Notes on the Personal Memoirs of P. H. Sheridan

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Press of W. L. Banning, jr., 1889 - United States - 77 pages

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Page 48 - ... General Warren did not exert himself to get up his corps as rapidly as he might have done, and his manner gave me the impression that he wished the sun to go down before dispositions for the attack could be completed.
Page 67 - reach him, drive him from his position and open the way for retreat. To guard against this, General Miles's division of Humphreys's corps was sent to reinforce him, and a bombardment was commenced and kept up until four o'clock in the morning (April 2 ), when an assault was ordered on the enemy's lines. General
Page 59 - military service either in the army, navy, marine corps, or volunteer force, in the United States service, any officer for any cause which, in his judgment, either renders such officer unsuitable for, or whose dismission would promote, the public service,
Page 31 - Major-General Meade, "Commanding Army of the Potomac. "Let Warren move in the way you propose, and urge him not to stop for anything. Let Griffin go on as he was first directed. "US Grant, Lieutenant-General." These two despatches were the initiatory steps in sending the Fifth Corps under Major-General GK Warren, to report to me,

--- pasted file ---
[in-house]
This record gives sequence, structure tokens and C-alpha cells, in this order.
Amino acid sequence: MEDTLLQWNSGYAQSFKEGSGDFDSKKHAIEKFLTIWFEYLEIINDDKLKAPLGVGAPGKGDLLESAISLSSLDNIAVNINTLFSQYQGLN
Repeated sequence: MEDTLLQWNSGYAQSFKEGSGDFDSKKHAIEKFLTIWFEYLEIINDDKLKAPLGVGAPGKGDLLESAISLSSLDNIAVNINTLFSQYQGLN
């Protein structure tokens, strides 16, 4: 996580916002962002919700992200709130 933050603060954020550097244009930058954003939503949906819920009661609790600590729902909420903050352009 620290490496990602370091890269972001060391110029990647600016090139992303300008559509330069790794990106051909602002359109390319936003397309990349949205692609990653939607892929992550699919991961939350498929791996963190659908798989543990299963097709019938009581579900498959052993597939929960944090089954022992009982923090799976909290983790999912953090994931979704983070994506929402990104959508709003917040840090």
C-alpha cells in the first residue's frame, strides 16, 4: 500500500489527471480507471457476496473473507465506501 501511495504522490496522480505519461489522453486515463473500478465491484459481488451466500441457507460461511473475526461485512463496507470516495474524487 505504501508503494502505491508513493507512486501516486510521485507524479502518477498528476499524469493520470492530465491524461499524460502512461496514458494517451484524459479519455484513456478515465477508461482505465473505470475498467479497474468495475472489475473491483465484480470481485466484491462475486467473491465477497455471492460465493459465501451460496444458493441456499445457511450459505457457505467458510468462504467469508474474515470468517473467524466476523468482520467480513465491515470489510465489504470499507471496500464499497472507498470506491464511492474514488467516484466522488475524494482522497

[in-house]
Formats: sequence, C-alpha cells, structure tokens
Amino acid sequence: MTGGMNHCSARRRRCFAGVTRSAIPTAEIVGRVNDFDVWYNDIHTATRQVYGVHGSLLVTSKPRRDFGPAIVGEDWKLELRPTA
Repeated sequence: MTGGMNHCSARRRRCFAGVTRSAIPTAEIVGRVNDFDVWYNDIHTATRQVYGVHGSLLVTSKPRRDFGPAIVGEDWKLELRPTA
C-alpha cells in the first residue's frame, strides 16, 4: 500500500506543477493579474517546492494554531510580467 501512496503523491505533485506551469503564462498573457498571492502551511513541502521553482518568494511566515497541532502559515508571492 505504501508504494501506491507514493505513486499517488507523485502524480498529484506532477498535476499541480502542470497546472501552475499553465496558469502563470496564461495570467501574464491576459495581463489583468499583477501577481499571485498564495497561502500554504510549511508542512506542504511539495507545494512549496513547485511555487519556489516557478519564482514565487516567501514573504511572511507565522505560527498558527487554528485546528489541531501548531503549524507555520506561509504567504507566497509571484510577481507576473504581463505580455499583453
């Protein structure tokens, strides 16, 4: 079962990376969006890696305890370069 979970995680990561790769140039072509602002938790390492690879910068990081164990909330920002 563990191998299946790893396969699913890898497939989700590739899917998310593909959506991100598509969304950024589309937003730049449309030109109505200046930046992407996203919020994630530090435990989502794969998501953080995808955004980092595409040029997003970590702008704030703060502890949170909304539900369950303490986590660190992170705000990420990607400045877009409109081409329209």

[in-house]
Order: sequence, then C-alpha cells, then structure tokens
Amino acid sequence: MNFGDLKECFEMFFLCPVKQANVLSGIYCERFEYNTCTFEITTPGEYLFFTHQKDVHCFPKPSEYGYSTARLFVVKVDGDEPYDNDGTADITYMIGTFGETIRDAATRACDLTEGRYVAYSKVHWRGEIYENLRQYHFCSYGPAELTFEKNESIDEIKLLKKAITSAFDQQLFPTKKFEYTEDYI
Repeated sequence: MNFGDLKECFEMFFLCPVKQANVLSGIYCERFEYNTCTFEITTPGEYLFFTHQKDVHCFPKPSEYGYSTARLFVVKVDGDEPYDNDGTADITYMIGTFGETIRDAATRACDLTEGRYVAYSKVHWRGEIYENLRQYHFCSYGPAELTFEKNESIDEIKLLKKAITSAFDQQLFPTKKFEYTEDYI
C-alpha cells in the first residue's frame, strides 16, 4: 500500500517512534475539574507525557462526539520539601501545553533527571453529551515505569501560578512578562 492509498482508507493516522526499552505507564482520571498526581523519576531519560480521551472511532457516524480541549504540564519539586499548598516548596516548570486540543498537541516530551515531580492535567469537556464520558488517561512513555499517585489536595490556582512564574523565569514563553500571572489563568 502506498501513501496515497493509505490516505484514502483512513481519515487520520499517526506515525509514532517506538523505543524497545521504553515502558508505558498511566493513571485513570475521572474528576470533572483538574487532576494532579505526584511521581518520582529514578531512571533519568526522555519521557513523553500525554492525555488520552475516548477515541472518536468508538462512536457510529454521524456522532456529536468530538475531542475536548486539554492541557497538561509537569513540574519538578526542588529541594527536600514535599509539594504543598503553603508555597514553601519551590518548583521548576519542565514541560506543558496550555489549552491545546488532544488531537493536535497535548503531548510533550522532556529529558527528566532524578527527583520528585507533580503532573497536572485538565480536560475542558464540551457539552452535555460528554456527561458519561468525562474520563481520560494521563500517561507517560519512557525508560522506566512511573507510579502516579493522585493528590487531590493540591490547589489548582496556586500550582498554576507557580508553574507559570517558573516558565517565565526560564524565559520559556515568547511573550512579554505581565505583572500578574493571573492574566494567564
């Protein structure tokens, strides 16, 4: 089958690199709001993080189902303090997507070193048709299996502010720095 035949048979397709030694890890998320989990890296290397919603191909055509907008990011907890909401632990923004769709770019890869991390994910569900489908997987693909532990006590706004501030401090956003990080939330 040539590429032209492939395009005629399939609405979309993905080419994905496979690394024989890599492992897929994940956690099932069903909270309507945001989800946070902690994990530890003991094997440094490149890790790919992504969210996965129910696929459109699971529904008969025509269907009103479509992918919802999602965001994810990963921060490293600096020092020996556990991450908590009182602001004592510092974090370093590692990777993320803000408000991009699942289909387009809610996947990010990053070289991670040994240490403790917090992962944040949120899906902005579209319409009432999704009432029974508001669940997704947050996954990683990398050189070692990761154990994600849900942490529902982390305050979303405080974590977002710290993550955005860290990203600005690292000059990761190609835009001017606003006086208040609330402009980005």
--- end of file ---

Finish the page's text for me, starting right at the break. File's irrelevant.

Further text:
Page 56 - I was so much dissatisfied with Warren's dilatory movements in the battle of White Oak Road and in his failure to reach Sheridan in time, that I was very much afraid that at the last moment he would fail Sheridan. He was a man of fine intelligence, great earnestness, quick perception, and could make his dispositions as quickly as
Page 7 - Major-General Sheridan, commanding Cavalry Corps, will move with Gregg's and Torbert's divisions against the enemy's cavalry in the direction of Hamilton's Crossing. General Wilson, with the Third Cavalry Division, will move at 5 am, to Craig's Meeting House, on the Catharpin Road
Page 15 - Make all preparations during the day for a night march to take position at Spottsylvania CH with one corps, at Todd's Tavern with one, and another near the intersection of the Piney Branch and
Page 64 - Grant's orders were for me to destroy the Virginia Central Railroad and the James River Canal, capture Lynchburg if practicable, and then join General Sherman in North Carolina wherever he might be found, or return to Winchester, but as to joining Sherman I was to be governed by the state of affairs after the projected capture of Lynchburg.
Page 74 - I knew that Lee was no fool, as he would have been to have put himself and his army between two formidable streams like the James and Appomattox rivers, and between two such armies as those of the Potomac and the James
Page 34 - on one side and Sheridan on the other. From Bartlett's position they will have to make a considerable detour to re-enforce their troops at that point from the north. Unless Sheridan has been too badly handled I think we have a chance for an open field fight that should

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